Keep reading... Show less

This has been a remarkable year for shoegaze. If it were only for the re-raising of two central pillars of the initial scene it would still have been enough, but that wasn't even the half of it.

It hardly needs to be said that the last 12 months haven't been everyone's favorite, but it does deserve to be noted that 2017 has been a remarkable year for shoegaze. If it were only for the re-raising of two central pillars of the initial scene it would still have been enough, but that wasn't even the half of it. Other longtime dreamers either reappeared or kept up their recent hot streaks, and a number of relative newcomers established their place in what has become one of the more robust rock subgenre subcultures out there.

Keep reading... Show less
Theatre

​'The Ferryman': Ephemeral Ideas, Eternal Tragedies

The current cast of The Ferryman in London's West End. Photo by Johan Persson. (Courtesy of The Corner Shop)

Staggeringly multi-layered, dangerously fast-paced and rich in characterizations, dialogue and context, Jez Butterworth's new hit about a family during the time of Ireland's the Troubles leaves the audience breathless, sweaty and tearful, in a nightmarish, dry-heaving haze.

"Vanishing. It's a powerful word, that"

Northern Ireland, Rural Derry, 1981, nighttime. The local ringleader of the Irish Republican Army gun-toting comrades ambushes a priest and tells him that the body of one Seamus Carney has been recovered. It is said that the man had spent a full ten years rotting in a bog. The IRA gunslinger, Muldoon, orders the priest to arrange for the Carney family not to utter a word of what had happened to the wretched man.

Keep reading... Show less
10

So far J. J. Abrams and Rian Johnson resemble children at play, remaking the films they fell in love with. As an audience, however, we desire a fuller experience.

As recently as the lackluster episodes I-III of the Star Wars saga, the embossed gold logo followed by scrolling prologue text was cause for excitement. In the approach to the release of any of the then new prequel installments, the Twentieth Century Fox fanfare, followed by the Lucas Film logo, teased one's impulsive excitement at a glimpse into the next installment's narrative. Then sat in the movie theatre on the anticipated day of release, the sight and sound of the Twentieth Century Fox fanfare signalled the end of fevered anticipation. Whatever happened to those times? For some of us, is it a product of youth in which age now denies us the ability to lose ourselves within such adolescent pleasure? There's no answer to this question -- only the realisation that this sensation is missing and it has been since the summer of 2005. Star Wars is now a movie to tick off your to-watch list, no longer a spark in the dreary reality of the everyday. The magic has disappeared… Star Wars is spiritually dead.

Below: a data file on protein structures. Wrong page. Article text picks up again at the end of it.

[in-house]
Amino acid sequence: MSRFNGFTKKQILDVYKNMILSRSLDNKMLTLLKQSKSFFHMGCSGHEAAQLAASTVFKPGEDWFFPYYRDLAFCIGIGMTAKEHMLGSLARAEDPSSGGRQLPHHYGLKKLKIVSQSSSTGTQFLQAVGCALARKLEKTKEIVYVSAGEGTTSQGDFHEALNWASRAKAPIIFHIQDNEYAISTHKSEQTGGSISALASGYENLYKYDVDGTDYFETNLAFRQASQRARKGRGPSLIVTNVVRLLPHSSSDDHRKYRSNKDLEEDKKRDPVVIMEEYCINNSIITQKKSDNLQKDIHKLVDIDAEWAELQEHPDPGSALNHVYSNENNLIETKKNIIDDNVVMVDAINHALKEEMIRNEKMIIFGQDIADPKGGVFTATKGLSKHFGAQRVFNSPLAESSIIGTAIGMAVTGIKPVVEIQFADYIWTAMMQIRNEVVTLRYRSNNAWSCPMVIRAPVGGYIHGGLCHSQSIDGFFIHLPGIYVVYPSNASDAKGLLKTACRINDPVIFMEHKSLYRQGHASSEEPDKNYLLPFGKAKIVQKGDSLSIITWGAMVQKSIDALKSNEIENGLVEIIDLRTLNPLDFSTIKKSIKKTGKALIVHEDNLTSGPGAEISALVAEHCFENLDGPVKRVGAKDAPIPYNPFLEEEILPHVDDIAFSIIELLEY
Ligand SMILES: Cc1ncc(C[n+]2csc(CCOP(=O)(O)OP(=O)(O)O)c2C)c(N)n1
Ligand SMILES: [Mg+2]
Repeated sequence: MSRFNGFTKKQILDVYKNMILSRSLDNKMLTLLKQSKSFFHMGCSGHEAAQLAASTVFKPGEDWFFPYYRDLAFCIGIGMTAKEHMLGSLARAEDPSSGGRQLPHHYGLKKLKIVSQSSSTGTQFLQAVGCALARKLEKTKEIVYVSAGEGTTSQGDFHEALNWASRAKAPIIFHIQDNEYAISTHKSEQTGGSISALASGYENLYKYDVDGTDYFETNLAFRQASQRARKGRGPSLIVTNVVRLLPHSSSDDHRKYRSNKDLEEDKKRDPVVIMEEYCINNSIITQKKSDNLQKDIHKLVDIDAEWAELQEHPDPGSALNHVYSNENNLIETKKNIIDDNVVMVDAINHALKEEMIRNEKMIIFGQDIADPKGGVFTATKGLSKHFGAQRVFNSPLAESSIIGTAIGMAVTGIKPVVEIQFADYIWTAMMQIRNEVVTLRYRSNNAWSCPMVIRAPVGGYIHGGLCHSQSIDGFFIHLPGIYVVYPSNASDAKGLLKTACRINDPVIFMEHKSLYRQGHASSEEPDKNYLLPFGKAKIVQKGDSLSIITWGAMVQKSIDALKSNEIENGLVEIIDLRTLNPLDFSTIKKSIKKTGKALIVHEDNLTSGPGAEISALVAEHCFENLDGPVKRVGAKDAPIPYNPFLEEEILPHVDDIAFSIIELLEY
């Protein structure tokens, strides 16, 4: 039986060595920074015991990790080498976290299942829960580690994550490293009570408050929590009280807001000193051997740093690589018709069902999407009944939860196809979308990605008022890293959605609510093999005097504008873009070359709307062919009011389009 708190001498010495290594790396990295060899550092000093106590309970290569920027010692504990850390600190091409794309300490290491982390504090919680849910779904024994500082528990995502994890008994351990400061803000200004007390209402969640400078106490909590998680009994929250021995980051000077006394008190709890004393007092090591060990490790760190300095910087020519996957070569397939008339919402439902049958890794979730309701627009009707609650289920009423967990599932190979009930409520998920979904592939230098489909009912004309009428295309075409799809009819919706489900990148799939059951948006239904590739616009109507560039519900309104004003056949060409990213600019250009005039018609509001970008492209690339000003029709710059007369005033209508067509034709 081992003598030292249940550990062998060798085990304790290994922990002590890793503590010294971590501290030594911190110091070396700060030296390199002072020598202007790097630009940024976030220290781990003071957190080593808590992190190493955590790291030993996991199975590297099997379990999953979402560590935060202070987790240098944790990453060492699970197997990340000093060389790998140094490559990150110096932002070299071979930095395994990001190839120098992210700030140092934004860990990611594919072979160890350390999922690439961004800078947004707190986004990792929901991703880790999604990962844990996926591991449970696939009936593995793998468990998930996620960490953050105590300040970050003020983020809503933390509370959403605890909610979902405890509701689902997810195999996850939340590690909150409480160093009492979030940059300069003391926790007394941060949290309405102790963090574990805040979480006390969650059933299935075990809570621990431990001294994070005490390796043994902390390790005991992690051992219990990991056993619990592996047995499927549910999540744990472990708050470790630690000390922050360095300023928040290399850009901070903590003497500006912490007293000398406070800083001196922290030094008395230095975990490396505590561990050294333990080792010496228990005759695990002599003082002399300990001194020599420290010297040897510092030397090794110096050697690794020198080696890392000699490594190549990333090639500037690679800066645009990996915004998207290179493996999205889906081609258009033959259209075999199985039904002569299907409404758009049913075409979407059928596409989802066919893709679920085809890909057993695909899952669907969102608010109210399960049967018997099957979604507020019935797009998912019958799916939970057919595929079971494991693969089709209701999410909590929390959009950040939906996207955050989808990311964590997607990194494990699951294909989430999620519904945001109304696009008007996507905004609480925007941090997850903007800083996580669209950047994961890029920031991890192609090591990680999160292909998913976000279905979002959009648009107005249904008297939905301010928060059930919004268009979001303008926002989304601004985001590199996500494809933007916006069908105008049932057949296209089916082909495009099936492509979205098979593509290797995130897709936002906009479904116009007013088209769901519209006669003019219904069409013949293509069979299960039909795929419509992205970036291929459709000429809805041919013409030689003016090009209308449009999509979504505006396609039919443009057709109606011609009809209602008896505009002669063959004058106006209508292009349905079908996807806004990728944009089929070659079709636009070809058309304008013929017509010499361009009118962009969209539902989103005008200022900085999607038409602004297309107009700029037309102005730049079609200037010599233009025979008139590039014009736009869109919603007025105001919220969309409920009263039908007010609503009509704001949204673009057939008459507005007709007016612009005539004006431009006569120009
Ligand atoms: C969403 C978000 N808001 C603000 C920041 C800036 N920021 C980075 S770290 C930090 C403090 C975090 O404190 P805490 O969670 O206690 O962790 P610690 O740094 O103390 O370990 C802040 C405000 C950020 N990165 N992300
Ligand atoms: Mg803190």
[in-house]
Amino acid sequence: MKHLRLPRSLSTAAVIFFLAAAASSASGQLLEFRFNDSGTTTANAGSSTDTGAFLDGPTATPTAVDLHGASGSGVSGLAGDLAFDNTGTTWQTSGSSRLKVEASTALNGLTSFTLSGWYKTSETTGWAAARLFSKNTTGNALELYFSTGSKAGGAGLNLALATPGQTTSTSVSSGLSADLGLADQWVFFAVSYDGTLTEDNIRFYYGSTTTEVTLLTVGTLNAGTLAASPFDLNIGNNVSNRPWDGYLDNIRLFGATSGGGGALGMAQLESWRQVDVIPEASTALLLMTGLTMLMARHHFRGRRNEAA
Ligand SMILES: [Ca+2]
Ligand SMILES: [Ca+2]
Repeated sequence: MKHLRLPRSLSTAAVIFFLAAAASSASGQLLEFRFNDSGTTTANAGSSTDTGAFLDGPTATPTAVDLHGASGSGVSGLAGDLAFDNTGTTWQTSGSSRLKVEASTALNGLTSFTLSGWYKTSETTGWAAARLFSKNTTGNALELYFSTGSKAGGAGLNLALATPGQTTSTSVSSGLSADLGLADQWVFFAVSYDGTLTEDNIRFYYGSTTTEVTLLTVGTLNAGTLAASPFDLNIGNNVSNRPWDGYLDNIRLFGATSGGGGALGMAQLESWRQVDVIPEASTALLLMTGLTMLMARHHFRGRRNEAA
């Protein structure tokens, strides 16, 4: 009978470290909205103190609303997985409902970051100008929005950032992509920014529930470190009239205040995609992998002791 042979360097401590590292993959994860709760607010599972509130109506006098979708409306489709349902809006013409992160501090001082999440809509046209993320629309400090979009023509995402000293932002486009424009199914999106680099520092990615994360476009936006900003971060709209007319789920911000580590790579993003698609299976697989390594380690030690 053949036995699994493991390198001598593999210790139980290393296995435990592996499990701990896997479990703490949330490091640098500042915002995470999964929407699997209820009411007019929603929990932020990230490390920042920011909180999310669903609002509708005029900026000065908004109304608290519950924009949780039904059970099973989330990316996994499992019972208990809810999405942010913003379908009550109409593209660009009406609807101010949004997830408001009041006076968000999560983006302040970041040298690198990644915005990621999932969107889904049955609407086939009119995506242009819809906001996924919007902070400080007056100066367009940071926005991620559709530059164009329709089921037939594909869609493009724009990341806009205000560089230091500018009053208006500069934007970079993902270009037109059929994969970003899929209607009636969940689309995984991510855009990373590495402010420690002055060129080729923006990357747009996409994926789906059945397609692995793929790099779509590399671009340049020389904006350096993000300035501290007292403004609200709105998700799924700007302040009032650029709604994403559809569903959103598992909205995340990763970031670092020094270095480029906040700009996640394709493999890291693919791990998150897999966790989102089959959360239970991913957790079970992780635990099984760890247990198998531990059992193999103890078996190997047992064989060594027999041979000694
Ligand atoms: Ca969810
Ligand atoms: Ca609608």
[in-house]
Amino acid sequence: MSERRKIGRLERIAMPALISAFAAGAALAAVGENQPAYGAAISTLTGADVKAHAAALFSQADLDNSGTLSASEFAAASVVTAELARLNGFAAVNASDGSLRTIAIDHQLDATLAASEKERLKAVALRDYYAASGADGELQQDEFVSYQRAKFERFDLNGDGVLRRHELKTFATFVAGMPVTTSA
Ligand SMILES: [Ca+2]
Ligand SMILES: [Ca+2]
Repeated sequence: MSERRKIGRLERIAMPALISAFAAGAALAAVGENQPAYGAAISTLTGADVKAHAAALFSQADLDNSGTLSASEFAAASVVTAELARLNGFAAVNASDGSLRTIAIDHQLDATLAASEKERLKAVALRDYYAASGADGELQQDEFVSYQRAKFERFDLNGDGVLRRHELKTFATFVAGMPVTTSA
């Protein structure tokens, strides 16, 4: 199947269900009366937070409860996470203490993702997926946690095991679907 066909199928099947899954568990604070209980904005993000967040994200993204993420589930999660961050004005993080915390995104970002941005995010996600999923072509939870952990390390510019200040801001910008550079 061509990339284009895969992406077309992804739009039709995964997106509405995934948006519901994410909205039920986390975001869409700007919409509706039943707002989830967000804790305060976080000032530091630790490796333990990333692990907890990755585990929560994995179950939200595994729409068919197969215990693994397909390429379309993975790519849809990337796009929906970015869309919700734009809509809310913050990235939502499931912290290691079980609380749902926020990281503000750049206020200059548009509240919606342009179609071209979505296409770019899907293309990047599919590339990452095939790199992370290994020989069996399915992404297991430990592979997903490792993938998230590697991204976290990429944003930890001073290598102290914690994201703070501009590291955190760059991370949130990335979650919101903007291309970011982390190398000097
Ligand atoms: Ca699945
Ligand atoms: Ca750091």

Keep reading... Show less
6

Ahead of Offa Rex's Newport Folk Festival set, Olivia Chaney talked about the collaboration with the Decemberists.

I was lucky enough to catch two of Offa Rex's performances this past summer, having been instantaneously won over by the lead single and title track from the record, The Queen of Hearts. The melodious harmonium intro on the track is so entrancing, I didn't want to miss their brief tour. The band had only scheduled a few dates due in part to other commitments and perhaps limited by their already busy schedules, the Decemberists are actively touring and had their own festival in the summer while and their friend, "sublime English vocalist" Olivia Chaney, had arrived from across the pond.

Keep reading... Show less
Pop Ten
Mixed Media
PM Picks

© 1999-2017 Popmatters.com. All rights reserved.
Popmatters is wholly independently owned and operated.

rating-image